Were we not right in saying that the so-called Constitution has been granted only against us, and not against the officials?
Thus, threats of slaps in the face, the dark cell and corporal punishment — for that is the “something worse” which Herr Morret was keeping in reserve — that was the “decent treatment” of political prisoners that the deputation was promised!
Incidentally, let us point out that, according to the law, prisons for investigation should be quite separate from penal prisons and that prisoners in the former should be under a totally different regime from that of prisoners serving a sentence. In Düsseldorf, however, there is no special prison for preliminary investigation, and prisoners under investigation, after being illegally confined in a penal prison, must in addition obey the rules for sentenced prisoners, can be put in a dark cell and can be subjected to corporal punishment! In order to achieve this praiseworthy aim in regard to Lassalle, the aforesaid Morret summoned a disciplinary commission which is to see that Herr Lassalle gets a share of the above-mentioned pleasant things. And the Herren examining magistrates and public prosecutors apparently accept all this quite calmly or else they hide behind conflicting views on competence!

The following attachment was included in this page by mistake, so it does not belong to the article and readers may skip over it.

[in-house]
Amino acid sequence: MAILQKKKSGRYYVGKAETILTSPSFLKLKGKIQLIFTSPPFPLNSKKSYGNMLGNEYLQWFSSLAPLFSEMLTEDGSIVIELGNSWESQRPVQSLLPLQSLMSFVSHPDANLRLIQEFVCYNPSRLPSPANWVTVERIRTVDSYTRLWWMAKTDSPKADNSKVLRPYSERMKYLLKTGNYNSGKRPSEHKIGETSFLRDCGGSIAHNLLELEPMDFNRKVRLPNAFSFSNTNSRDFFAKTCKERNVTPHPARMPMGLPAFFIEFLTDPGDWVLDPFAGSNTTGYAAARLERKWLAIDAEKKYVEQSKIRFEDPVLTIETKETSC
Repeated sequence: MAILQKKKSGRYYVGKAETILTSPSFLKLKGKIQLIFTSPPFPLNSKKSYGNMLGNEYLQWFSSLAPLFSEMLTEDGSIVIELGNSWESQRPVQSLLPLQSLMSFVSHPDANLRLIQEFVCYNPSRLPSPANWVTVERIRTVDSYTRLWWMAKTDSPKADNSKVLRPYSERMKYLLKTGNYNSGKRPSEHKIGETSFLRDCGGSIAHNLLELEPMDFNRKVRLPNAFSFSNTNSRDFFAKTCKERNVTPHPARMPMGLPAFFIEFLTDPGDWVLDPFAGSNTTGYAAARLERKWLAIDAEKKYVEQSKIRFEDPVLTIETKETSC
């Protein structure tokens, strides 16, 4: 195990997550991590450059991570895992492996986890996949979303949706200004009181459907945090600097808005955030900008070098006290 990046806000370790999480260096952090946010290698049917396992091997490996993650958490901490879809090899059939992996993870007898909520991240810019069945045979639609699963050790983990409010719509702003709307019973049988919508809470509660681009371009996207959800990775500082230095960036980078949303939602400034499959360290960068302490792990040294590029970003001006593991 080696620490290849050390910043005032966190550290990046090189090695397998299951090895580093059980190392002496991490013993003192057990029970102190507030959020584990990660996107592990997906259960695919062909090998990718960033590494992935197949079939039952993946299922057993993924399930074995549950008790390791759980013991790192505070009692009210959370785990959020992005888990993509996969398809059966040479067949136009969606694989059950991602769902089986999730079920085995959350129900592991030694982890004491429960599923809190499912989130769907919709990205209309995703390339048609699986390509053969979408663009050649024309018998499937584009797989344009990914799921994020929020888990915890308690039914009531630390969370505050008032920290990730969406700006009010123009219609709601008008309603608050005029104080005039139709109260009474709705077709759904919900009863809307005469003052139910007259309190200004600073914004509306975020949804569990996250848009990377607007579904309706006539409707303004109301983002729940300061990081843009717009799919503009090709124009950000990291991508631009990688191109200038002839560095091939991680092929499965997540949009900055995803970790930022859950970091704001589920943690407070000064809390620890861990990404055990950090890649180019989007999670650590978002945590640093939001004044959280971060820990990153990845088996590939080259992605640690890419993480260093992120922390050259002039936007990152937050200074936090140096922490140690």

Lassalle addressed himself to the Prosecutor-General. We, for our part, are giving publicity to the whole case in order that public opinion will support the prisoner’s complaint.
We hear, incidentally, that Lassalle has at last been released from solitary confinement and is at least sharing the same prison as Cantador.